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A Grand Jetē into Accessibility

By Leah MacLean

In recent months the Royal New Zealand Ballet have visited prisons, audio-described significant productions and held backstage tours for the Deaf and blind community. This and much more is because of one woman's ardent desire for accessibility in the ballet.

Pascale Parenteau is the woman who is helping change the landscape of the arts through her unrelenting passion for accessibility. When asked why she is such a powerful advocate for the cause, her answer sounds like the most natural thing in the world; "because why can't a child who is born different have access to something like everyone else?"

French Canadian by birth, Pascale has lived in New Zealand for the last 26 years and has been the Royal New Zealand Ballet's (RNZB) Community and Education Manager for four of those years. Her background is in music as a professionally trained violinist. She has played for the New Zealand Symphony Orchestra (NZSO), Orchestra Wellington, and has managed the NZSO National Youth Orchestra. The arts are in her blood.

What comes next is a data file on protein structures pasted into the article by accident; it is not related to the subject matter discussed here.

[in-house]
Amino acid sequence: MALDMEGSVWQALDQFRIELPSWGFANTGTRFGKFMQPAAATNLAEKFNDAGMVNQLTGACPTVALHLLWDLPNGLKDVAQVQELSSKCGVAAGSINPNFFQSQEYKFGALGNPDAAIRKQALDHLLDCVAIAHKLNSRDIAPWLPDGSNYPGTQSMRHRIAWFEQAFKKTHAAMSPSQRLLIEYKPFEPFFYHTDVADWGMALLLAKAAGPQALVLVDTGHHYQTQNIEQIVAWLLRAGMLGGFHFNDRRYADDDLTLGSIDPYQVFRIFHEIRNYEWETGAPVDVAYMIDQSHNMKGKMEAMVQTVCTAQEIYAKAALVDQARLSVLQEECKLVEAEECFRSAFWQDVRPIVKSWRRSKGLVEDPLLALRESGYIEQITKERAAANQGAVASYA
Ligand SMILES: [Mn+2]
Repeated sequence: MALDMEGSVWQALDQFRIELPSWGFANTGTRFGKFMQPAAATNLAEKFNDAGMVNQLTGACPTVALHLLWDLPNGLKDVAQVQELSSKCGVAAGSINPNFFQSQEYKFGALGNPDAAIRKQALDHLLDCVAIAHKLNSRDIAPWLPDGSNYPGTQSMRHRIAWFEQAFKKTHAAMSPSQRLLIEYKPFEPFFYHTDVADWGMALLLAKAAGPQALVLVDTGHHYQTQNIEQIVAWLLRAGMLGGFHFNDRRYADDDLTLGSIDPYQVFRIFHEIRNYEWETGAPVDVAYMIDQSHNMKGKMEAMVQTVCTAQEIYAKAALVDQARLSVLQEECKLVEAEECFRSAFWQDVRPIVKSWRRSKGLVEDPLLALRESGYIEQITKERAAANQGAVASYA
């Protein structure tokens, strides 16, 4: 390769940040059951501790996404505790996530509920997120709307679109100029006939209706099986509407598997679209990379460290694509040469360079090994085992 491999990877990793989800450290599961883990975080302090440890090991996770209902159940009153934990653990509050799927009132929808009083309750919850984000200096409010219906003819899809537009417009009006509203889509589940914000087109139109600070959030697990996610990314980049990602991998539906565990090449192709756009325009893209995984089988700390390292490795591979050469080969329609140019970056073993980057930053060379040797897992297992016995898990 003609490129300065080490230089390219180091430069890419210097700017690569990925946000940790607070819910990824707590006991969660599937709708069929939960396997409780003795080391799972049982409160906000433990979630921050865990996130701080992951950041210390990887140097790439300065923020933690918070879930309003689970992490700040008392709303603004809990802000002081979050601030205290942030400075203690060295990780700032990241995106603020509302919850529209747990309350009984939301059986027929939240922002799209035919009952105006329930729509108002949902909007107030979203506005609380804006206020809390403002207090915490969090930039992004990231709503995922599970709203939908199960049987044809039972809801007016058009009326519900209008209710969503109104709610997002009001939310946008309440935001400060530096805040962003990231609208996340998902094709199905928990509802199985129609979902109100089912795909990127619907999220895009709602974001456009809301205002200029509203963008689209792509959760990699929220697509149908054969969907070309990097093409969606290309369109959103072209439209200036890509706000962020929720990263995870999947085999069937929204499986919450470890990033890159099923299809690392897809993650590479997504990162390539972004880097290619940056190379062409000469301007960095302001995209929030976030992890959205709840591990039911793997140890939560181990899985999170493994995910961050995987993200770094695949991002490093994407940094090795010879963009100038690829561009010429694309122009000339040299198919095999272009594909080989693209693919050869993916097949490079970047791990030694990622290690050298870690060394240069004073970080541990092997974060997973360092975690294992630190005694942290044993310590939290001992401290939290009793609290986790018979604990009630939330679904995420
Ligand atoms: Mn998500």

She laughs remembering her 2014 interview with the RNZB, "I told them I've never done ballet. I'm from a part of Canada that didn't even have a ballet studio!" She chuckles, "but I'm French so I know the terminology and I can pronounce it properly”. Despite unfamiliar beginnings, Pascale has become a stalwart leader in the company. In 2015 she made it her mission to campaign for an inclusive programme within the RNZB.

At the age of three, Pascale's son was diagnosed with autism and though it changed her life in the best way possible, she couldn't ignore the challenges. "I understand the grief and isolation a parent feels when their child is born different," she explains. It's the heartbreak felt when a parent worries their child can't have the same experiences as another. This and the idea that everyone knows someone with barriers and that eventually we may all be in similar situations, was what drove Pascale to campaign for accessibility in the arts.